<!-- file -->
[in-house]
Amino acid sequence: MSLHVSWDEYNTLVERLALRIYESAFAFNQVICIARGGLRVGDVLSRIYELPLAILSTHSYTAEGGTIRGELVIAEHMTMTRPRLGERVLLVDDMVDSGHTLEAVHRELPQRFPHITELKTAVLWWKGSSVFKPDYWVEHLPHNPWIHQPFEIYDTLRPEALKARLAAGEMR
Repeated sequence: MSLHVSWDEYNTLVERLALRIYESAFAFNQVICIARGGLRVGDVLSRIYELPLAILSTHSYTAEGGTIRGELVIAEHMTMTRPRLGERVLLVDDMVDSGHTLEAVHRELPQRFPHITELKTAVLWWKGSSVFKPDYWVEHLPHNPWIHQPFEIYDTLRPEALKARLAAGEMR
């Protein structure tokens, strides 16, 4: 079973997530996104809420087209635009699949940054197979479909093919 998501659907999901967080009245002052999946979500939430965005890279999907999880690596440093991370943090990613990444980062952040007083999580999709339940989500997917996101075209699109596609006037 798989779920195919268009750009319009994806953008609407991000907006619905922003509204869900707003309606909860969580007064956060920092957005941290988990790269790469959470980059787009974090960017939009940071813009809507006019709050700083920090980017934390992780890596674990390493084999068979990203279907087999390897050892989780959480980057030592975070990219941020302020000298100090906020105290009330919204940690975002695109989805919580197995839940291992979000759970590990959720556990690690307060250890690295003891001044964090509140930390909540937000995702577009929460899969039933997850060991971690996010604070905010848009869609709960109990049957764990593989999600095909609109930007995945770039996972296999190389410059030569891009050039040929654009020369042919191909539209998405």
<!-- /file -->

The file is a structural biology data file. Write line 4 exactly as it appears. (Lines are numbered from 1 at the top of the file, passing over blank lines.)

């Protein structure tokens, strides 16, 4: 079973997530996104809420087209635009699949940054197979479909093919 998501659907999901967080009245002052999946979500939430965005890279999907999880690596440093991370943090990613990444980062952040007083999580999709339940989500997917996101075209699109596609006037 798989779920195919268009750009319009994806953008609407991000907006619905922003509204869900707003309606909860969580007064956060920092957005941290988990790269790469959470980059787009974090960017939009940071813009809507006019709050700083920090980017934390992780890596674990390493084999068979990203279907087999390897050892989780959480980057030592975070990219941020302020000298100090906020105290009330919204940690975002695109989805919580197995839940291992979000759970590990959720556990690690307060250890690295003891001044964090509140930390909540937000995702577009929460899969039933997850060991971690996010604070905010848009869609709960109990049957764990593989999600095909609109930007995945770039996972296999190389410059030569891009050039040929654009020369042919191909539209998405």